Raw chicken bones have some amazing benefits for our canine companions. But many pet parents wonder if it is safe to feed their pup these bones, fearing their fur baby could choke. Low risks are associated with chewing raw bones, as long as they cannot shatter or break into smaller pieces. In fact, such bone chewing helps cleanse your canine’s teeth! However, not all bones are safe for dogs. It is important to provide the right type of bone and not simply offer leftover table scraps. Join us, as we delve into which bones are safe to feed your beloved pup!
Are Chicken Bones Healthy for Dogs? Cooked vs. Raw
Dogs can eat raw or uncooked chicken bones. But they should not eat cooked chicken bones, and here’s why:
Raw chicken bones are the best option for dogs, according to Dr. Adam Sternberg from the Greencross Vets Brookvale. Cooked chicken bones can fracture teeth, break into small pieces, splinter, and pose a higher risk of choking.
Raw or uncooked chicken bones are a natural source of food for dogs. They contain healthy sources of phosphorous and calcium, alongside a range of dental benefits for dogs. Additionally, raw chicken bones can easily dissolve in a dog’s stomach, which prevents blockages.
However, cooked chicken bones do not digest easily, and the bones can be swallowed in large pieces. Broken pieces of cooked chicken bones are the number one reason dogs choke from bones. It is common for owners to give their dogs leftover chicken bones after a meal, but this is dangerous.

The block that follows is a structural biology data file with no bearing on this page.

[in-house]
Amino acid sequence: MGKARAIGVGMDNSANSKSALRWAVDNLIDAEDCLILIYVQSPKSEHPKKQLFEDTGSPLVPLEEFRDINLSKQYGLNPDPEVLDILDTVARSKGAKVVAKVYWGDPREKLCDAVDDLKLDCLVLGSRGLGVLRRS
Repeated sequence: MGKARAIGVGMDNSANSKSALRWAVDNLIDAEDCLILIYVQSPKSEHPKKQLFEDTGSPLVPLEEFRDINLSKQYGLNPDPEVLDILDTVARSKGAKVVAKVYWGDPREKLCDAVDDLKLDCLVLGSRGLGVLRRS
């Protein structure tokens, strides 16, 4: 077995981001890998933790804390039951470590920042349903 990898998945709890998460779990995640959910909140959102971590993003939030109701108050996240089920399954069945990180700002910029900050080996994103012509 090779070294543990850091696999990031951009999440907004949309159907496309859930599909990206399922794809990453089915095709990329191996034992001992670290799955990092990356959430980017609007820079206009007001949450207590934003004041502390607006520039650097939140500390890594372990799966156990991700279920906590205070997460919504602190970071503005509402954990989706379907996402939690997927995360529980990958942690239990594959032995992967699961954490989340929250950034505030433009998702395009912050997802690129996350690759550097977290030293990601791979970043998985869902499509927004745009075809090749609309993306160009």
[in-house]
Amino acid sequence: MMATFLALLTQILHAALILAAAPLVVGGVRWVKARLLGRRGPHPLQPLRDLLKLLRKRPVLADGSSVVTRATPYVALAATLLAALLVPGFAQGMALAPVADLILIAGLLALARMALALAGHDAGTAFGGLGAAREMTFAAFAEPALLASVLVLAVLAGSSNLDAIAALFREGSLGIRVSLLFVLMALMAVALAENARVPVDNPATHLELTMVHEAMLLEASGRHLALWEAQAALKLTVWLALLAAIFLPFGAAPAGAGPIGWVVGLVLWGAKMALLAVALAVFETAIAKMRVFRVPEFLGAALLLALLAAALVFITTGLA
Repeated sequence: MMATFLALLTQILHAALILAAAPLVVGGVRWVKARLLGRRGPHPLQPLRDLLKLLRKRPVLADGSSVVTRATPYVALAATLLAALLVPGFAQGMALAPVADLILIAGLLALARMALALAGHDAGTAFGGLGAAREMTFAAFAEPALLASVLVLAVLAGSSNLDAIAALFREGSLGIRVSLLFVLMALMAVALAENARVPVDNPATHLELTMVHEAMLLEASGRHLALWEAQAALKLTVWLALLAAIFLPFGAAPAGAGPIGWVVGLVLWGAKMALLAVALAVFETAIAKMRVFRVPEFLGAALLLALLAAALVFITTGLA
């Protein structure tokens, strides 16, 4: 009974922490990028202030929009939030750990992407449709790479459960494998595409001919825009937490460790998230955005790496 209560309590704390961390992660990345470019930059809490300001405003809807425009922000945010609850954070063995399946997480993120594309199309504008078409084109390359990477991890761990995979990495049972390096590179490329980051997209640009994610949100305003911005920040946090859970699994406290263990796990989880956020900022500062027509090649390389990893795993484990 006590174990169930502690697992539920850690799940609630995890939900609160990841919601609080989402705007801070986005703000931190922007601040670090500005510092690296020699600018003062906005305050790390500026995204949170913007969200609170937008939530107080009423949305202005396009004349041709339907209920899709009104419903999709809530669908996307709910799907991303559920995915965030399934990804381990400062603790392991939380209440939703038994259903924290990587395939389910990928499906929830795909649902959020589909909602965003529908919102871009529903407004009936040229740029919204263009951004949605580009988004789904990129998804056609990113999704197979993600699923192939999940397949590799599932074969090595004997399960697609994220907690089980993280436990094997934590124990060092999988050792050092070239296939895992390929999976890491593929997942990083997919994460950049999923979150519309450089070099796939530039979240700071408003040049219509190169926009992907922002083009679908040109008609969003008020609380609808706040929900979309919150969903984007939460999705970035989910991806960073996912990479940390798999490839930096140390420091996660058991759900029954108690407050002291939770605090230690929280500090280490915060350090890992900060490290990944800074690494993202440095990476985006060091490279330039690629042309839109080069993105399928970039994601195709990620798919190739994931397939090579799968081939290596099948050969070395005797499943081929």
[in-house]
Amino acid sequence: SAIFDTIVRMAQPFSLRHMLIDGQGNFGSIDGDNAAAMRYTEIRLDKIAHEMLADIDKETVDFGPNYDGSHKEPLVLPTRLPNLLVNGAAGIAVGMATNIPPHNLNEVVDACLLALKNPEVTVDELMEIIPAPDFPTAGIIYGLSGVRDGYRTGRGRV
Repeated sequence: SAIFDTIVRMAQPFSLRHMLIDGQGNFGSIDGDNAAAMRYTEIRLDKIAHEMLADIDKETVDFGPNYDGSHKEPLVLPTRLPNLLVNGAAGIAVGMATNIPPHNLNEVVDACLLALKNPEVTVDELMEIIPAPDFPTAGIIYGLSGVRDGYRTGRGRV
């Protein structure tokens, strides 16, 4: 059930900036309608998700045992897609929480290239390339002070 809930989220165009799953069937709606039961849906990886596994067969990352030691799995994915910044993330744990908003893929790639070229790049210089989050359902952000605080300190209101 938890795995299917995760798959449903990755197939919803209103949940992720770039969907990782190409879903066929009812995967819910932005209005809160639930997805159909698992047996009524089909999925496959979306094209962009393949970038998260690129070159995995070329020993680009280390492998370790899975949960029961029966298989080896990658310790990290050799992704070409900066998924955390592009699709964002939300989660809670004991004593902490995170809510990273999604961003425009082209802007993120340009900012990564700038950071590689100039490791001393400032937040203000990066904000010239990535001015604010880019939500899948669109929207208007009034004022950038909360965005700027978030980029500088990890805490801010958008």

Wild dogs do not eat cooked bones, but rather raw bones from their last meal. Additionally, cooked chicken bones do not have the same teeth cleaning benefits, since the hardness of the bones has been lost. The cooked bones could splinter and injure your dog.
- Designed specifically for aggressive chewers
- Infused with real bacon flavor
- Tougher than a real bone and will last longer, too
- The curved design makes it easy for dogs to grip
- Available in four sizes: small, medium, large, and giant
Which Types of Bones Can Dogs Eat?
Raw (uncooked) bones are the safest option for dogs. These bones should be sourced from a butcher in sanitary packaging, and they can be chicken, lamb, and turkey bones. The bone should be large enough for your dog to chew without being small enough to fit into his mouth. Pork or rib bones are not recommended for your dog. These are more likely to splinter than other bones, making them a choking hazard.
Beef, bison, or buffalo bones can be too hard for your dog, according to veterinarian Peter Dobias. Some bones are also better suited for dental, play, or as food.
Can You Give Dogs Chicken Bones from Your Meal?
If the bones come from a human meal, it means they have been cooked. Avoid giving your dog chicken bones from the table, even if she begs while you are eating. Cooked or heat-processed bones are dried and this process makes them indigestible for dogs making them a safety hazard.
Since the bones have been dried to the point of easily breaking, they can splinter and cause internal damage. This is the same for hollow bones, which include chicken and turkey bones that have been cooked. All cooked bones can be dangerous for a dog to ingest and chew, regardless of the bone’s source and size.